19th century glacier retreat in the Alps preceded the emergence of industrial black carbon deposition on high-alpine glaciers

Sigl, Michael; Abram, Nerilie J.; Gabrieli, Jacopo; Jenk, Theo M.; Osmont, Dimitri; Schwikowski, Margit (2018). 19th century glacier retreat in the Alps preceded the emergence of industrial black carbon deposition on high-alpine glaciers. The Cryosphere, 12(10), pp. 3311-3331. Copernicus Publications 10.5194/tc-12-3311-2018

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Light absorbing aerosols in the atmosphere and cryosphere play an important role in the climate system. Their presence in ambient air and snow changes the radiative properties of these systems, thus contributing to increased atmospheric warming and snowmelt. High spatio-temporal variability of aerosol concentrations and a shortage of longterm observations contribute to large uncertainties in properly assigning the climate effects of aerosols through time. Starting around AD1860, many glaciers in the European Alps began to retreat from their maximum mid-19th century terminus positions, thereby visualizing the end of the Little Ice Age in Europe. Radiative forcing by increasing deposition of industrial black carbon to snow has been suggested as the main driver of the abrupt glacier retreats in the Alps. The basis for this hypothesis was model simulations using elemental carbon concentrations at low temporal resolution from two ice cores in the Alps. Here we present sub-annually resolved concentration records of refractory black carbon (rBC; using soot photometry) as well as distinctive tracers for mineral dust, biomass burning and industrial pollution from the Colle Gnifetti ice core in the Alps from AD1741 to 2015. These records allow precise assessment of a potential relation between the timing of observed acceleration of glacier melt in the mid-19th century with an increase of rBC deposition on the glacier caused by the industrialization ofWestern Europe. Our study reveals that in AD1875, the time when rBC ice-core concentrations started to significantly increase, the majority of Alpine glaciers had already experienced more than 80% of their total 19th century length reduction, casting doubt on a leading role for soot in terminating of the Little Ice Age. Attribution of glacial retreat requires expansion of the spatial network and sampling density of high alpine ice cores to balance potential biasing effects arising from transport, deposition, and snow conservation in individual ice-core records.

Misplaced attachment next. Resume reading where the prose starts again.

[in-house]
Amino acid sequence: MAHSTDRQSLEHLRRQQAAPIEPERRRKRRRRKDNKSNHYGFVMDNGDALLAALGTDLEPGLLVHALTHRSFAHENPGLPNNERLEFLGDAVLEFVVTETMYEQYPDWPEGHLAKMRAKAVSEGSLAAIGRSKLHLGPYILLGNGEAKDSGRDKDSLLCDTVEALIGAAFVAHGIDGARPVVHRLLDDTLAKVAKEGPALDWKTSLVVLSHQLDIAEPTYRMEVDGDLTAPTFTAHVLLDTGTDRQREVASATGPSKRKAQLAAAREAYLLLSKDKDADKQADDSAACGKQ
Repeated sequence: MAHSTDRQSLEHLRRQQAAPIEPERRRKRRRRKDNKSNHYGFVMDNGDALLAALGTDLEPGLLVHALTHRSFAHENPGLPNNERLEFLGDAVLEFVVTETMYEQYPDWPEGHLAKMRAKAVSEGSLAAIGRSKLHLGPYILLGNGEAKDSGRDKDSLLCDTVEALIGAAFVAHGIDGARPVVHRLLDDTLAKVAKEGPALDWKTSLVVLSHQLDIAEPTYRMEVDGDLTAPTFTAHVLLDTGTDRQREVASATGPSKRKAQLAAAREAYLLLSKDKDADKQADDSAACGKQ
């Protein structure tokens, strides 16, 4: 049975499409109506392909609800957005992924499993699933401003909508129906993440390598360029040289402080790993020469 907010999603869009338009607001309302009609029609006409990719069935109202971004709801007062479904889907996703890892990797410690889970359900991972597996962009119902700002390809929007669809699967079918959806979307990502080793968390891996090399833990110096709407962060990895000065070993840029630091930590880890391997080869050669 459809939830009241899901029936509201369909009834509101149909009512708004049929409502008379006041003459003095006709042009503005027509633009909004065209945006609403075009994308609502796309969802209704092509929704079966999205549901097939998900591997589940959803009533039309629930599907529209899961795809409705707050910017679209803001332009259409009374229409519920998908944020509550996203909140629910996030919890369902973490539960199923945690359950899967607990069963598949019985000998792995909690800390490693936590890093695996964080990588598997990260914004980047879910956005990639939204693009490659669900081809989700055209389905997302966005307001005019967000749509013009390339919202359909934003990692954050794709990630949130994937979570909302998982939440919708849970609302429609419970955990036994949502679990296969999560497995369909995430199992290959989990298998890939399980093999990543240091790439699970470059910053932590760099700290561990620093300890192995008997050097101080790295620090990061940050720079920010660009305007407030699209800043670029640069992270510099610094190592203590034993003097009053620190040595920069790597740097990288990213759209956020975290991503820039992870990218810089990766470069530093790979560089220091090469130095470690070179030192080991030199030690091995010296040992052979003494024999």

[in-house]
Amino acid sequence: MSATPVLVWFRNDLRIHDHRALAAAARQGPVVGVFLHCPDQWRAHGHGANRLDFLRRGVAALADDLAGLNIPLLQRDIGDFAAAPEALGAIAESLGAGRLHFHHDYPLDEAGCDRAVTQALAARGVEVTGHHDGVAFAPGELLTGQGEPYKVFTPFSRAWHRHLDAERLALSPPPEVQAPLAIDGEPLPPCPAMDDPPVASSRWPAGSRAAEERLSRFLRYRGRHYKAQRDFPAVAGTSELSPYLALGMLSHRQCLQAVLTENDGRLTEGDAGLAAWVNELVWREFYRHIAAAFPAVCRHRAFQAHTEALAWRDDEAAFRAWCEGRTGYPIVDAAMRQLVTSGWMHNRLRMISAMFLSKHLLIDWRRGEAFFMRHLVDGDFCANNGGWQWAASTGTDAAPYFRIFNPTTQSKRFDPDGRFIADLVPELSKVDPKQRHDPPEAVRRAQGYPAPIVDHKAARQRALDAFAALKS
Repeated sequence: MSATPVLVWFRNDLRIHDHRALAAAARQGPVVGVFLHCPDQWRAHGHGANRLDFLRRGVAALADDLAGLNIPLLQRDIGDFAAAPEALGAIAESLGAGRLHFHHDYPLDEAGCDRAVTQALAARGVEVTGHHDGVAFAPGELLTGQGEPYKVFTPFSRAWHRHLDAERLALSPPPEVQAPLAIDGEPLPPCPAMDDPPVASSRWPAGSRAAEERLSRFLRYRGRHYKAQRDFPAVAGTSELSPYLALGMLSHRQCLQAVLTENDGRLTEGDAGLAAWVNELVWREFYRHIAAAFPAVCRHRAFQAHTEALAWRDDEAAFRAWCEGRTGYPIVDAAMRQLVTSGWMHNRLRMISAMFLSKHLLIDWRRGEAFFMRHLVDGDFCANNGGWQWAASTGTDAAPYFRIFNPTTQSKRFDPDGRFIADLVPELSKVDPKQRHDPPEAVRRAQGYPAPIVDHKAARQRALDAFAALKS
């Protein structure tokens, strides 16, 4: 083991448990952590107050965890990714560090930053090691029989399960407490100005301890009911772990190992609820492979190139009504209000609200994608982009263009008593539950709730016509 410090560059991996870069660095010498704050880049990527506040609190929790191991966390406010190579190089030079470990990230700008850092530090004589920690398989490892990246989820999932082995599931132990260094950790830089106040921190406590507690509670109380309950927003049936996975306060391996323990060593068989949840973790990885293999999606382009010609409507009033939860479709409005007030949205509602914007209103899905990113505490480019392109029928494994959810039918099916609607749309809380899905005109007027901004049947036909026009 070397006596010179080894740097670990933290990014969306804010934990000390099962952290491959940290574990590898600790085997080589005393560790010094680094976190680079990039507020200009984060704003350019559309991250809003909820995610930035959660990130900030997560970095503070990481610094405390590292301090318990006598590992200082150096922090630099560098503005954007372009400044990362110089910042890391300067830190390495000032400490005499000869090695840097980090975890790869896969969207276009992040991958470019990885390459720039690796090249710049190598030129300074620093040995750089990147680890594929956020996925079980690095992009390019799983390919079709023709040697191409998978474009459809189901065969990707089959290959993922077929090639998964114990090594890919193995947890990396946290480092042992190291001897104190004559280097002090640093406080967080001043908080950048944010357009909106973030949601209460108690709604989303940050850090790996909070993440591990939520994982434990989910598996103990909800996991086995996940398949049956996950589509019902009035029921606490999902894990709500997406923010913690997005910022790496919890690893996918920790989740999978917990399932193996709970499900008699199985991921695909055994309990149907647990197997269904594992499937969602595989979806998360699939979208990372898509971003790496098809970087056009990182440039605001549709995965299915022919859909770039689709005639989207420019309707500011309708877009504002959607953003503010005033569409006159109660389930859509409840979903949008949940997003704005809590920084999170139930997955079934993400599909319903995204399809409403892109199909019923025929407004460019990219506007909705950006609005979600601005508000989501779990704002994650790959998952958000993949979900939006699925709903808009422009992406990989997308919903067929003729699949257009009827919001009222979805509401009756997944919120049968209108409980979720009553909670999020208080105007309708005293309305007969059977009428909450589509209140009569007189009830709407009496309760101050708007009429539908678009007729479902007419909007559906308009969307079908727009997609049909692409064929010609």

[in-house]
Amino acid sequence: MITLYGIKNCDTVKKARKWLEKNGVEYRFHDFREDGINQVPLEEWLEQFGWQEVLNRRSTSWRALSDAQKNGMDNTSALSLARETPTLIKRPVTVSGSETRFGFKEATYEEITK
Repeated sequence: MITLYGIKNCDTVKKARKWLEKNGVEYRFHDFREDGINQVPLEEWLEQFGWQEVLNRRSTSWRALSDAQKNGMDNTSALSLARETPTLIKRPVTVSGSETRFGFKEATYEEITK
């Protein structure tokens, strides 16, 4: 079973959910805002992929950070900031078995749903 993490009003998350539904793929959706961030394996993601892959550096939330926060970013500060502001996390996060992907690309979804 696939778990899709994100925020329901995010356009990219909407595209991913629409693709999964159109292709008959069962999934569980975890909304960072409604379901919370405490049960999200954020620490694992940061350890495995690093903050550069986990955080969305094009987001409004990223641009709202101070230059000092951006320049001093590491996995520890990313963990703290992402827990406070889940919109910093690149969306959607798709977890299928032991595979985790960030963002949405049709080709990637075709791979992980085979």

Item Type:

Journal Article (Original Article)

Division/Institute:

08 Faculty of Science > Physics Institute > Climate and Environmental Physics
10 Strategic Research Centers > Oeschger Centre for Climate Change Research (OCCR)
08 Faculty of Science > Departement of Chemistry and Biochemistry

UniBE Contributor:

Sigl, Michael

Subjects:

500 Science > 530 Physics
500 Science > 540 Chemistry
500 Science > 550 Earth sciences & geology

ISSN:

1994-0424

Publisher:

Copernicus Publications

Funders:

[42] Schweizerischer Nationalfonds

Language:

English

Submitter:

Dr. Michael Sigl

Date Deposited:

21 Apr 2020 08:28

Last Modified:

26 Apr 2020 02:47

Publisher DOI:

10.5194/tc-12-3311-2018

BORIS DOI:

10.7892/boris.142497

URI:

https://boris.unibe.ch/id/eprint/142497

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